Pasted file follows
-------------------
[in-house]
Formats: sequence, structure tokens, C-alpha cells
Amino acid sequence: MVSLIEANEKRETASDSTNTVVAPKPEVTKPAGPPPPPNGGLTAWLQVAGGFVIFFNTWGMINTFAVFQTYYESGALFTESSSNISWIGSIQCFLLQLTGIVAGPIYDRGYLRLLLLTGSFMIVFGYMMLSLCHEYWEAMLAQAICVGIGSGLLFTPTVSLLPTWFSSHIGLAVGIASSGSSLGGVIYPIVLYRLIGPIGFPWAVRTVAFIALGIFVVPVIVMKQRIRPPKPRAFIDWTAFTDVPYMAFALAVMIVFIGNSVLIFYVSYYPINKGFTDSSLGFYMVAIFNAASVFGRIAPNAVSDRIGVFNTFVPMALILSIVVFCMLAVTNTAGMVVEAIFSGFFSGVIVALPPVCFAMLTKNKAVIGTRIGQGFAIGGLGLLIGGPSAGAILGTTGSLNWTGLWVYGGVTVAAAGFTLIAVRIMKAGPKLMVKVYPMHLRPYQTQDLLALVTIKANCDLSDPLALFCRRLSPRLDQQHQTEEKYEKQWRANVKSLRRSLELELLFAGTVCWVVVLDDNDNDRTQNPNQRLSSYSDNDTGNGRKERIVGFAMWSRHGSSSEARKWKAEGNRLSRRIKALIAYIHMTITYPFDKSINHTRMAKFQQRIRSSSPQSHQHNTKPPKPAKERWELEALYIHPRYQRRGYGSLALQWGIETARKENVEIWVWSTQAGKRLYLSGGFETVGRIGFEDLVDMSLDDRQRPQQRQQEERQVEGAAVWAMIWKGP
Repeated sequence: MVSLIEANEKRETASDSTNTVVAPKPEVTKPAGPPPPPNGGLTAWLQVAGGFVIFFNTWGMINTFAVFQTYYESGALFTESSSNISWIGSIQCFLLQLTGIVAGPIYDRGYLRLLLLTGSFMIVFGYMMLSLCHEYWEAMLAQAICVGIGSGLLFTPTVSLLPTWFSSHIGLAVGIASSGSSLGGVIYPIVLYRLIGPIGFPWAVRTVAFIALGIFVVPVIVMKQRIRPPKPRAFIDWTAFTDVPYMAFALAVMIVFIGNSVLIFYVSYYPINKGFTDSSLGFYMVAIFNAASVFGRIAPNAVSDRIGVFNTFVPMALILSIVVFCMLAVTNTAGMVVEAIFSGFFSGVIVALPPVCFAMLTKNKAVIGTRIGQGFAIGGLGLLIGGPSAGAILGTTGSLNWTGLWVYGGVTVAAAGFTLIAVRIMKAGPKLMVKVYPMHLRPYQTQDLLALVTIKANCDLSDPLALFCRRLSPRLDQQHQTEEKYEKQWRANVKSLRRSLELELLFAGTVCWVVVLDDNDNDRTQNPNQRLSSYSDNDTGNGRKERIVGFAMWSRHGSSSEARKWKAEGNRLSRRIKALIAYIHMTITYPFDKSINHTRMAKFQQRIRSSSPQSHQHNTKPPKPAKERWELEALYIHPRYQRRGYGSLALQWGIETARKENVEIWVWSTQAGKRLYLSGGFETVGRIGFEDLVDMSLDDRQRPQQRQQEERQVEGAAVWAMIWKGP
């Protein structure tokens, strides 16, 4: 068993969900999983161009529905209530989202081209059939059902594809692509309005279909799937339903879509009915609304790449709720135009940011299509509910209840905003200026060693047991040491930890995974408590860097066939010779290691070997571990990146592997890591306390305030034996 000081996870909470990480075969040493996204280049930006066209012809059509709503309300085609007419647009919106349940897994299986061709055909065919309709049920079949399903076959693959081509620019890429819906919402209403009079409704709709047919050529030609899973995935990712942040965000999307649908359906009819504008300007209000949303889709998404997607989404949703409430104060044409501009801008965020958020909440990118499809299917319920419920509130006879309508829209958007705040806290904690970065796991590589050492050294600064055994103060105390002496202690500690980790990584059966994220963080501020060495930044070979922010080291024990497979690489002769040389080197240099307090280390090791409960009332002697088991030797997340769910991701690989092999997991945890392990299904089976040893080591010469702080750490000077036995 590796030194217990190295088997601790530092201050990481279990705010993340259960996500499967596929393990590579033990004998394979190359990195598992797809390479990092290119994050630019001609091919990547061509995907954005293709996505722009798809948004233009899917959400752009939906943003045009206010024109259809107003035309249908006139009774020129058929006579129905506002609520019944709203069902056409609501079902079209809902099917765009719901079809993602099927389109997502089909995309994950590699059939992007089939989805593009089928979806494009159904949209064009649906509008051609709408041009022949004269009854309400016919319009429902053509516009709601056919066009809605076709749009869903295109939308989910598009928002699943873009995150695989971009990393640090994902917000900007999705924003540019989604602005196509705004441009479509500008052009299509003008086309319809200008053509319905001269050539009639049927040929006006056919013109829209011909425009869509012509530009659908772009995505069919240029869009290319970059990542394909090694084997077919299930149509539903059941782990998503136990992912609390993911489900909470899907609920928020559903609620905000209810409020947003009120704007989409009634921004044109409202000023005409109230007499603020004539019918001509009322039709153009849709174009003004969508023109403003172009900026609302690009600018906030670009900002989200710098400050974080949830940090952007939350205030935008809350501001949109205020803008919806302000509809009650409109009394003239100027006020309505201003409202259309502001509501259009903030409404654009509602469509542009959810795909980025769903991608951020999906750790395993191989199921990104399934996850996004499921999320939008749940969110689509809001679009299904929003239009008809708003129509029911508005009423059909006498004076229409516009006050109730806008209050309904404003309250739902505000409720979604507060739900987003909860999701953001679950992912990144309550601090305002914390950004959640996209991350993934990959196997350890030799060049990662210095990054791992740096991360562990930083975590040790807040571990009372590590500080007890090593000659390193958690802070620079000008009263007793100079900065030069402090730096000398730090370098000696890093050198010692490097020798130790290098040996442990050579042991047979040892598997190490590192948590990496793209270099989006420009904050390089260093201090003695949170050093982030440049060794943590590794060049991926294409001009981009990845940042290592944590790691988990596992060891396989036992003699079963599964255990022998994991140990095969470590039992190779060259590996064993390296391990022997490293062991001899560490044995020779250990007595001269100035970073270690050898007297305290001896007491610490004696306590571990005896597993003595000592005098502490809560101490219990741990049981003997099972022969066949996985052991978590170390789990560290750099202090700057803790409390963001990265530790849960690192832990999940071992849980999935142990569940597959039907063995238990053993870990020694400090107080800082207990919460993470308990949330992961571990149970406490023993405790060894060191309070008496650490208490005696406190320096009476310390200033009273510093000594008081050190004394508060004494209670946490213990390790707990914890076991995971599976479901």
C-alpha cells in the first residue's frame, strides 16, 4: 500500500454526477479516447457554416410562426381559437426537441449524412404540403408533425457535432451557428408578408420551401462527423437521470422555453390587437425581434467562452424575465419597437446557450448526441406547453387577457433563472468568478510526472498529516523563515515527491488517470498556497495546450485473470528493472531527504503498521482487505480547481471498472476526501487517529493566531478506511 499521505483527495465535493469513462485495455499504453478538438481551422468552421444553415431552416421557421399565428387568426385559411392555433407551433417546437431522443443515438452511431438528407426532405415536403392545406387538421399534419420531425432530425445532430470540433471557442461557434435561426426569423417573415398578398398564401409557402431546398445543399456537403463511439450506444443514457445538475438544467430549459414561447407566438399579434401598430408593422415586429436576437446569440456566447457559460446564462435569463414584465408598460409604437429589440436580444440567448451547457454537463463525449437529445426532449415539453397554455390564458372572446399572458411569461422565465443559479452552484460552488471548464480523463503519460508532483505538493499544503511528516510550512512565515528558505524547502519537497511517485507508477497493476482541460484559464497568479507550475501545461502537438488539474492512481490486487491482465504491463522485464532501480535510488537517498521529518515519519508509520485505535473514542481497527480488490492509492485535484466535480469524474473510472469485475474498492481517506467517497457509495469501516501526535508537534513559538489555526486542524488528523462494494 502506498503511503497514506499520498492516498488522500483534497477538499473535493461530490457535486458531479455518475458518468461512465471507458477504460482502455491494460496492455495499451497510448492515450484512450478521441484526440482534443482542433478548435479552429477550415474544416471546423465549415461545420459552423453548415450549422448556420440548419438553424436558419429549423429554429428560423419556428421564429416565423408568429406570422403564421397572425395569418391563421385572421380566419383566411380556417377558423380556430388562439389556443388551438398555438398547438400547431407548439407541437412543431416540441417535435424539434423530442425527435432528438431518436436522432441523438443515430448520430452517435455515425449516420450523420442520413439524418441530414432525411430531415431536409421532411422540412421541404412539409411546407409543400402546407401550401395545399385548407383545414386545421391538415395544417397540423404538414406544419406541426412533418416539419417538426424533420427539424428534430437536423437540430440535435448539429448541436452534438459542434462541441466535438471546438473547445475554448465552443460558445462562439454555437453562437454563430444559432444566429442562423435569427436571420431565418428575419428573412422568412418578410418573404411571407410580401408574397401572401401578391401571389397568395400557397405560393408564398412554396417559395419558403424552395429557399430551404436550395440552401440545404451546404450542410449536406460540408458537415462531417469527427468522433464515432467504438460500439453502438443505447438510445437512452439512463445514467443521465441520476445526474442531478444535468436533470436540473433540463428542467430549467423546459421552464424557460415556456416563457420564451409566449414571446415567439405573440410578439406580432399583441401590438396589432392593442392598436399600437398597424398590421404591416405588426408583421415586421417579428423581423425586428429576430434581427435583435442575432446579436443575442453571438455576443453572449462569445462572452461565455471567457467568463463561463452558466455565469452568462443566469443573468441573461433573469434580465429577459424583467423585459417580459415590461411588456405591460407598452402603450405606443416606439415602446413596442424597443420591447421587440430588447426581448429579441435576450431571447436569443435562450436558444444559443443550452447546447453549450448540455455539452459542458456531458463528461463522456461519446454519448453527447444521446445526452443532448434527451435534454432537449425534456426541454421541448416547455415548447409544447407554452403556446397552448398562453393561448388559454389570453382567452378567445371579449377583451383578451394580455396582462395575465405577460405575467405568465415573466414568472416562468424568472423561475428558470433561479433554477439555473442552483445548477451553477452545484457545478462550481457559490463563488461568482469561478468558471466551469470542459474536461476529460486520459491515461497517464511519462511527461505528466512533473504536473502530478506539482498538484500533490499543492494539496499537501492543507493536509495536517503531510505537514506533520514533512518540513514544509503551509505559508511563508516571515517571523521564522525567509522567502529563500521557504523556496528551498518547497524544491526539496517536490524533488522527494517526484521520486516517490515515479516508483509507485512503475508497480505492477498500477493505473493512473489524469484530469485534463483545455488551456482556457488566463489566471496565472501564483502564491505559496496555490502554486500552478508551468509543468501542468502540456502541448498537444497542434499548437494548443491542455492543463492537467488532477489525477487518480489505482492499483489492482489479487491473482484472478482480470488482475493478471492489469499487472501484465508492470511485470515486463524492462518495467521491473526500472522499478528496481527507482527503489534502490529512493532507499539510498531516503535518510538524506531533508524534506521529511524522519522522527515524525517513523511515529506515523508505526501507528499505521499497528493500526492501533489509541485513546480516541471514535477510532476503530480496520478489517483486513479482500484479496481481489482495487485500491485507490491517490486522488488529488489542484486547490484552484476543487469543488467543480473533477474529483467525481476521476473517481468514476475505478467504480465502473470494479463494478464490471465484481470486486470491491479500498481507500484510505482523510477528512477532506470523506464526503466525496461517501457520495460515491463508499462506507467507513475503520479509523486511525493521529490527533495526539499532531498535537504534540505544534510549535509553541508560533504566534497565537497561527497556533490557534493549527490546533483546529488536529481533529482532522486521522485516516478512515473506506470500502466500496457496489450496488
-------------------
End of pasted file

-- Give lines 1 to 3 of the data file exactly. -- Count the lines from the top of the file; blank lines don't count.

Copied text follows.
[in-house]
Formats: sequence, structure tokens, C-alpha cells
Amino acid sequence: MVSLIEANEKRETASDSTNTVVAPKPEVTKPAGPPPPPNGGLTAWLQVAGGFVIFFNTWGMINTFAVFQTYYESGALFTESSSNISWIGSIQCFLLQLTGIVAGPIYDRGYLRLLLLTGSFMIVFGYMMLSLCHEYWEAMLAQAICVGIGSGLLFTPTVSLLPTWFSSHIGLAVGIASSGSSLGGVIYPIVLYRLIGPIGFPWAVRTVAFIALGIFVVPVIVMKQRIRPPKPRAFIDWTAFTDVPYMAFALAVMIVFIGNSVLIFYVSYYPINKGFTDSSLGFYMVAIFNAASVFGRIAPNAVSDRIGVFNTFVPMALILSIVVFCMLAVTNTAGMVVEAIFSGFFSGVIVALPPVCFAMLTKNKAVIGTRIGQGFAIGGLGLLIGGPSAGAILGTTGSLNWTGLWVYGGVTVAAAGFTLIAVRIMKAGPKLMVKVYPMHLRPYQTQDLLALVTIKANCDLSDPLALFCRRLSPRLDQQHQTEEKYEKQWRANVKSLRRSLELELLFAGTVCWVVVLDDNDNDRTQNPNQRLSSYSDNDTGNGRKERIVGFAMWSRHGSSSEARKWKAEGNRLSRRIKALIAYIHMTITYPFDKSINHTRMAKFQQRIRSSSPQSHQHNTKPPKPAKERWELEALYIHPRYQRRGYGSLALQWGIETARKENVEIWVWSTQAGKRLYLSGGFETVGRIGFEDLVDMSLDDRQRPQQRQQEERQVEGAAVWAMIWKGP